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    enamel is best for brush painting, for airbrushing i use acrylics
    I'm too young to be handling lacquer paints though... and don't wanna affect the others
     
  15. zuluecho

    zuluecho Member

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    Really guys Thanks for all the info support!! :D

    but... but... umm.. you guys were right that first time around it can be a bit disasterous!:| I decided not to make the Lysander (cuz i like it too much) but make a MS230 Morane Saulnier. It proved to be quite tough with too make little bits (but i guess thats where skills come in). Anyhow long story short yeah it was a good experience but me thinks i've destroyed it. here are the pics :oops:
     

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  16. ndicki

    ndicki Member

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    That sort of aircraft is perhaps a bit ambitious for a first try! Get your hand in on the simple stuff first - I'd recommend a Tamiya 1/72nd or 1/48th fighter, like a Spit or Mustang, as these are really easy to assemble - you can't go wrong! That allows you to concentrate on finishing techniques, which in my opinion, are what make a model look good.
     
  17. zuluecho

    zuluecho Member

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    umm k.. i have an Ocidental Spitfire 1:48 i got off e bay so maybe i'll do that next.
     
  18. loomaluftwaffe

    loomaluftwaffe Active Member

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    looks good for a first try, and i really recommend Academy or Tamiya 1/72, they cost only $5 and you don't need alot of sanding/filling and they're easy to assemble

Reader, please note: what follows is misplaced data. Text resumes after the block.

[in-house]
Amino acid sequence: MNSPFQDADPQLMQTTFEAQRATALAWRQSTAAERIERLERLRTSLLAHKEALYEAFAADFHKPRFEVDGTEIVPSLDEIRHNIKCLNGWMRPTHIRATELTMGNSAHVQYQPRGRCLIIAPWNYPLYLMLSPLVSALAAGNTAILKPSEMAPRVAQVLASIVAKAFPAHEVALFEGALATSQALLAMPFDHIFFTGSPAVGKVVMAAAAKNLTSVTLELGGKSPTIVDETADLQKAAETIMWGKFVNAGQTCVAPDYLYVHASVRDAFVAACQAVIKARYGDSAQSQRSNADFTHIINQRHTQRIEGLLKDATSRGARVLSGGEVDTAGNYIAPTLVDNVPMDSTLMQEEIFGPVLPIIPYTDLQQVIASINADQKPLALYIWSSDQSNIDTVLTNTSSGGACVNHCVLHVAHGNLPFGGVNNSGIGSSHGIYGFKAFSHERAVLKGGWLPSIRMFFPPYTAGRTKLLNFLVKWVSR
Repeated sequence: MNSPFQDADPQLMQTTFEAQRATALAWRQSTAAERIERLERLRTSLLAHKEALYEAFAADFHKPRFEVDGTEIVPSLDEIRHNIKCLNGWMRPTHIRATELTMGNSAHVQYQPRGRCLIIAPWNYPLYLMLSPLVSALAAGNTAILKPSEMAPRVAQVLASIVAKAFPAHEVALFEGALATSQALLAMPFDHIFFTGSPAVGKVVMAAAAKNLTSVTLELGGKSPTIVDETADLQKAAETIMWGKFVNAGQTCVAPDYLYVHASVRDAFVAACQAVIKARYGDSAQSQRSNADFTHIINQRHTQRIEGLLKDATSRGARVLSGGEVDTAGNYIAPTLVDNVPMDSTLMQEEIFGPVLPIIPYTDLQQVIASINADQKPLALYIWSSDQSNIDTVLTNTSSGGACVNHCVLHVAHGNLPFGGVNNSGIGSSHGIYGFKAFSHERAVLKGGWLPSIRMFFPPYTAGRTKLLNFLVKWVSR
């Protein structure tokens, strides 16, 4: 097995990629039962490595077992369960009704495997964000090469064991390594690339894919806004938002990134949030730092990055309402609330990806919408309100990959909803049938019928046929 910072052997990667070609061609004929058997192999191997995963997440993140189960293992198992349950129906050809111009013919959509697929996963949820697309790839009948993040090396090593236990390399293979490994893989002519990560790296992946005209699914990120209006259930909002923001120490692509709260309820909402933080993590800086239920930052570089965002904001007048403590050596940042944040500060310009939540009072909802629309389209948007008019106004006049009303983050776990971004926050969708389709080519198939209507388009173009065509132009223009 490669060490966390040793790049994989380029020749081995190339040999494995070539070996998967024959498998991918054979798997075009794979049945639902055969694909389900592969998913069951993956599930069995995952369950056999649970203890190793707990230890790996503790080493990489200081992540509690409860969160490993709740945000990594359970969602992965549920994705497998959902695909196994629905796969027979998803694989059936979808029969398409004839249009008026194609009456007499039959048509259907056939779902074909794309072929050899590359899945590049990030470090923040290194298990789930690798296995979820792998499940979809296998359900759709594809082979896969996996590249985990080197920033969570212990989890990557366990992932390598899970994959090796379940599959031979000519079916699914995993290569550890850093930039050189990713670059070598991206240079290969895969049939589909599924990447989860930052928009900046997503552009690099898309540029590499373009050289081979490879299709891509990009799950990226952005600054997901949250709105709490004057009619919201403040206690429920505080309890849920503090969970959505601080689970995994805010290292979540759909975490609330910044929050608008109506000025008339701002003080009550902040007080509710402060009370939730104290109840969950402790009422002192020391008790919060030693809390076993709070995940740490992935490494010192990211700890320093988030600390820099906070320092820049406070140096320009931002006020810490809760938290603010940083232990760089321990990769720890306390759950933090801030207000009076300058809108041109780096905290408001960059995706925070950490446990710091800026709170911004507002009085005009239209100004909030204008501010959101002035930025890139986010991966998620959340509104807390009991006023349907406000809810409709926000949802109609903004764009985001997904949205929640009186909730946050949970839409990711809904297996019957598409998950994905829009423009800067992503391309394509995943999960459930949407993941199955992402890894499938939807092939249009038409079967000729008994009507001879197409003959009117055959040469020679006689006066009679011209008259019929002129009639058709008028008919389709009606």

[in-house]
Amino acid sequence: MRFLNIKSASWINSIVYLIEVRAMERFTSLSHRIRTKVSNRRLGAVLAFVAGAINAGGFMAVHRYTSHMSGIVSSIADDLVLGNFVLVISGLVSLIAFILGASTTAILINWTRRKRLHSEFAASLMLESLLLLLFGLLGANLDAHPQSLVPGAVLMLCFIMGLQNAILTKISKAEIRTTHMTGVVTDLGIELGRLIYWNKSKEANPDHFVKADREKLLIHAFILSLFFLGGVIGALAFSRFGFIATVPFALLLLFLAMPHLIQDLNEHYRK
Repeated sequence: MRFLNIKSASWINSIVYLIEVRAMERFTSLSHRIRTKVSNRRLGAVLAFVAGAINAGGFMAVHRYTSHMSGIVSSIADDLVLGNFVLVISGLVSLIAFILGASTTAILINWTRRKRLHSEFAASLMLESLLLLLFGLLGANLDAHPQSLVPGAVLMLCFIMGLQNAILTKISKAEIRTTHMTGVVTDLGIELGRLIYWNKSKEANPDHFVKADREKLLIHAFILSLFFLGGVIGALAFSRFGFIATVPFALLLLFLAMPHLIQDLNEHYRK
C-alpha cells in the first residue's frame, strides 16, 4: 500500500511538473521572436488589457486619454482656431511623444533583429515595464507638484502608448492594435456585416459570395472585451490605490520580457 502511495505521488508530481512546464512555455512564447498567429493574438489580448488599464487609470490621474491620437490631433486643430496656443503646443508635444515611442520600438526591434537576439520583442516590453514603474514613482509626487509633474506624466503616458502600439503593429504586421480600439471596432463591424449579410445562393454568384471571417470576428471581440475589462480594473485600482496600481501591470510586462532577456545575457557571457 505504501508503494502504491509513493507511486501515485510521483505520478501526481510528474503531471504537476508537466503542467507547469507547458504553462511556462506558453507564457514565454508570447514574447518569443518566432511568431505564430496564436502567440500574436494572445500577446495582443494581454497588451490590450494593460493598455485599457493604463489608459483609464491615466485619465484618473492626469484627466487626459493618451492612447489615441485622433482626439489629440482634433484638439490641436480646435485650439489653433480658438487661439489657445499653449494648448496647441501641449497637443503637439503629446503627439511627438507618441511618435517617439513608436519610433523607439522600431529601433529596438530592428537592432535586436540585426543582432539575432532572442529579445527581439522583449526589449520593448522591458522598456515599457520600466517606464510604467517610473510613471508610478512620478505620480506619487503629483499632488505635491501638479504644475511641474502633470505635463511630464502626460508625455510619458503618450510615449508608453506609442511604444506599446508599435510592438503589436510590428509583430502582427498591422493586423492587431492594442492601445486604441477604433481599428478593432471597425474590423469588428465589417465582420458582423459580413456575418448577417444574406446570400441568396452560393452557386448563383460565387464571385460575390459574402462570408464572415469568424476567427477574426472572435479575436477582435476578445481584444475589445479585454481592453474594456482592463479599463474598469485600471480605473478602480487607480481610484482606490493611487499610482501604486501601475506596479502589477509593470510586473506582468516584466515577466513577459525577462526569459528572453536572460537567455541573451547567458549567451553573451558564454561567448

19. zuluecho

    zuluecho Member

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    hey thanks loomaluftwaffe... i cant believe how difficult it is to paint these small models.. i mean i've restored n painted motorcycles but these things are unbelievably difficult. i've been reading thru the old threads again and boy some guys here have shared a wealth of information.. i'm gonna try again soon! :)
     
  20. Wayne Little

    Wayne Little Well-Known Member

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    Hey, Zuluecho good first up try, dont despair keep on tryin', improvement will come with practice! I still have one of my very early models, I built years ago when I was new to modelling. I keep it as a reality check. There are no good and bad models, just different levels of skills....

    Maybe you should also consider larger scales(?) finances permitting to start out, when things are a little bit bigger they are a bit easier to build and paint... just a suggestion the choice is still yours. I must agree with ndicki about the Tamiya 1/48 Spitfire this is a great starter kit. This was one of the first aircraft I got my son to build a couple of years ago at 13.

    Iwill post some of my Gekko and 190 pics soon for you on the SA Expo thread keep a look out for them.

    For now here is my early Fw190, the old fujimi kit from years ago a bit of a dog accuracy wise but brush painted, no seams or gaps filled, decals straight on the flat paint, boy did I think this was a great effort at the time and was pleased with the result.I have gotten a bit better since then...